The bench, however, accepted Krishna Mani’s suggestion that the BCI may be at liberty to mention if there is any settlement between the BCI and other parties in the meantime. The Union of India’s stand on the issue continued to be uncertain with its counsel seeking more time to submit a response. The UOI had held the view before the Bombay High Court that those practising in non-litigious matters- foreign lawyers claim they are practising non-litigious law- are not governed by the Advocates Act. Yet, the UOI supported the BCI’s stand before the Madras High Court that if foreign law firms were permitted to open their offices in India, Indian lawyers would suffer discrimination.
Reports suggest that the GOI and the BCI may revise their stand on the issue; therefore, the status of the appeals in the Supreme Court will continue to be uncertain till they make their stand clear to the court . Supreme Court on 14 September 2015 decided to grant leave in two appeals against the Madras High Court judgment and the Bombay High Court judgment against foreign law firms.
The Bar Council of India (BCI) is the appellant in the first case and a respondent in the second. In the first case, the appeal is against the Madras High Court’s judgment, delivered on 21 February 2012.
The government has recommended a phased entry for foreign lawyers spread over a period of five to seven years. This process will be enabled by:
- Domestic reforms. These include the removal of restrictions on marketing and advertising of legal services, entering into fee-sharing agreements and using corporate entities like LLPs to practise law. The objective of these reforms is to ensure that domestic lawyers and law firms are able to compete on a level with foreign law firms. Undoubtedly, this will be a crucial and perhaps the most time-consuming phase of the reforms process.
- Opening international arbitration and mediation services to foreign lawyers. Interestingly, this has already been partially dealt with by the Madras High Court in A. K. Balaji Vs Govt of India. Hailed by many as India’s first step towards liberalisation, the decision gave recognition to the right of foreign lawyers to temporarily enter India on a “fly-in and fly-out” basis to conduct arbitrations and advise their clients on the foreign and international law. While the spirit and intention of the decision is laudable, it has failed to address some of the loopholes in the Act (for example, the issues of “reciprocity” and the regulation of the “practice of foreign law”), which is why the current reforms and amendments are extremely important (especially since the decision has already been challenged before the Supreme Court of India). SILF has indicated that it would like to see BCI tackle the issue of reciprocity by signing mutual recognition agreements on legal qualifications with other countries.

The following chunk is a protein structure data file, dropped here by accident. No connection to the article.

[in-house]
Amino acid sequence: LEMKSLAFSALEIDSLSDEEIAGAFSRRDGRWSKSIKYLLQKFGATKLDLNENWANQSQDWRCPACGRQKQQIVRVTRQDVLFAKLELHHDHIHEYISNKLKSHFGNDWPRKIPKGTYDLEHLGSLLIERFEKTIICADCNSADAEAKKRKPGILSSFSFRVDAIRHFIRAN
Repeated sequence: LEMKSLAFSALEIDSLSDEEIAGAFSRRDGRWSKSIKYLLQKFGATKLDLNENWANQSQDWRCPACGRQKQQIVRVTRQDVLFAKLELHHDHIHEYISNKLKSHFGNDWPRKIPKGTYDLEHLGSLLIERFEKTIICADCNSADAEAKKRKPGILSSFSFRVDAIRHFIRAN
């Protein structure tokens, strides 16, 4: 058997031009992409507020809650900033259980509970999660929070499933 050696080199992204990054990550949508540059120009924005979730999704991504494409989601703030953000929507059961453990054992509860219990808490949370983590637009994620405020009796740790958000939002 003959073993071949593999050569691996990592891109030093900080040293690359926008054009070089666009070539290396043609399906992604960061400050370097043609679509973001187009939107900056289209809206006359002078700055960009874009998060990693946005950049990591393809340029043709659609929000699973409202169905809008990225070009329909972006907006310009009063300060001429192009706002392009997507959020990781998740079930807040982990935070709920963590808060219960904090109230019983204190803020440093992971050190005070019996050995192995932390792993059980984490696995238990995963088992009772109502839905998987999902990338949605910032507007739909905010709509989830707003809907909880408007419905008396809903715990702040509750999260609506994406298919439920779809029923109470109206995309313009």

- Allowing foreign lawyers to provide non-litigious and advisory services on issues of foreign and international law. Litigation services will continue to remain the exclusive domain of Indian lawyers. Recent reports have suggested that India is likely to follow Singapore’s model of liberalisation by giving access to a limited number of foreign law firms in select areas of law through licenses and joint ventures (with local firms).
Although the nuances of the proposal are still being worked out, BCI and SILF have expressly stated that they will not support foreign direct investment in the legal sector or allow multidisciplinary practices such as E&Y, PWC, Deloitte and KPMG to provide legal services in India.
The Indian legal sector needs to first get its own house in order before it embarks on the process of liberalisation. Unless Indian law firms are well equipped to handle competition from their foreign counterparts, the process of reform may lose support from BCI and SILF, which are the driving forces behind this movement for change.